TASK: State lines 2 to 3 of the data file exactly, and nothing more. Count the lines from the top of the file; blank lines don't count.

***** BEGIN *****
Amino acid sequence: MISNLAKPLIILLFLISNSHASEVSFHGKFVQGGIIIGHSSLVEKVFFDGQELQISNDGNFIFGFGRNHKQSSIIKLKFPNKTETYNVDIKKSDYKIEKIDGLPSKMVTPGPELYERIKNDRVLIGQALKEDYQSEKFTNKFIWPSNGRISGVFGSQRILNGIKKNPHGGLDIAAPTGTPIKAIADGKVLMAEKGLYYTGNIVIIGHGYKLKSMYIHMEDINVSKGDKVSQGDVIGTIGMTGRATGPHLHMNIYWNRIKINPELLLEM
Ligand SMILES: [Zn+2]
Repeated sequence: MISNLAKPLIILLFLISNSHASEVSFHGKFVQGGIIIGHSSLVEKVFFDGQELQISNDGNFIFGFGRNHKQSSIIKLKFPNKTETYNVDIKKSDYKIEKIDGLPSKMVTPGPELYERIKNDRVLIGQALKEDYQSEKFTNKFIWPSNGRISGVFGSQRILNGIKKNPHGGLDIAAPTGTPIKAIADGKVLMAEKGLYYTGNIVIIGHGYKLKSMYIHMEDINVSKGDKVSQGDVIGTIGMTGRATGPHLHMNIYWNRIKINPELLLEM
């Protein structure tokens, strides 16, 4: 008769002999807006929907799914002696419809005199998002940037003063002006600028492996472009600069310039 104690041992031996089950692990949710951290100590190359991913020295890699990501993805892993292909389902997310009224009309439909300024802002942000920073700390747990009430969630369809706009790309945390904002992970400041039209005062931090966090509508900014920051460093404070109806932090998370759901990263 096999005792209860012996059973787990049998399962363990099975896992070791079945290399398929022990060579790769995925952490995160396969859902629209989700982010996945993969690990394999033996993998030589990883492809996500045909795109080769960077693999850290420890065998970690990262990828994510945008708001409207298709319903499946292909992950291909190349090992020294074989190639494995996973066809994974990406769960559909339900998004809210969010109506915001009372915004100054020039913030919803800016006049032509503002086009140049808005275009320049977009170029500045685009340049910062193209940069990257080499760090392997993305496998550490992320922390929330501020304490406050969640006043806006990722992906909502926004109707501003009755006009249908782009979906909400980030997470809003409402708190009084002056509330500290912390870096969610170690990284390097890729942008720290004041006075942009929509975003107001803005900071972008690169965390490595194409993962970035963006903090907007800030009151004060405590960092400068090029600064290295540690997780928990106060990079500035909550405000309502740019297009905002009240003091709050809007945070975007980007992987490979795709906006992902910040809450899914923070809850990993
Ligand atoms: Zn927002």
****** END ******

Ligand SMILES: [Zn+2]
Repeated sequence: MISNLAKPLIILLFLISNSHASEVSFHGKFVQGGIIIGHSSLVEKVFFDGQELQISNDGNFIFGFGRNHKQSSIIKLKFPNKTETYNVDIKKSDYKIEKIDGLPSKMVTPGPELYERIKNDRVLIGQALKEDYQSEKFTNKFIWPSNGRISGVFGSQRILNGIKKNPHGGLDIAAPTGTPIKAIADGKVLMAEKGLYYTGNIVIIGHGYKLKSMYIHMEDINVSKGDKVSQGDVIGTIGMTGRATGPHLHMNIYWNRIKINPELLLEM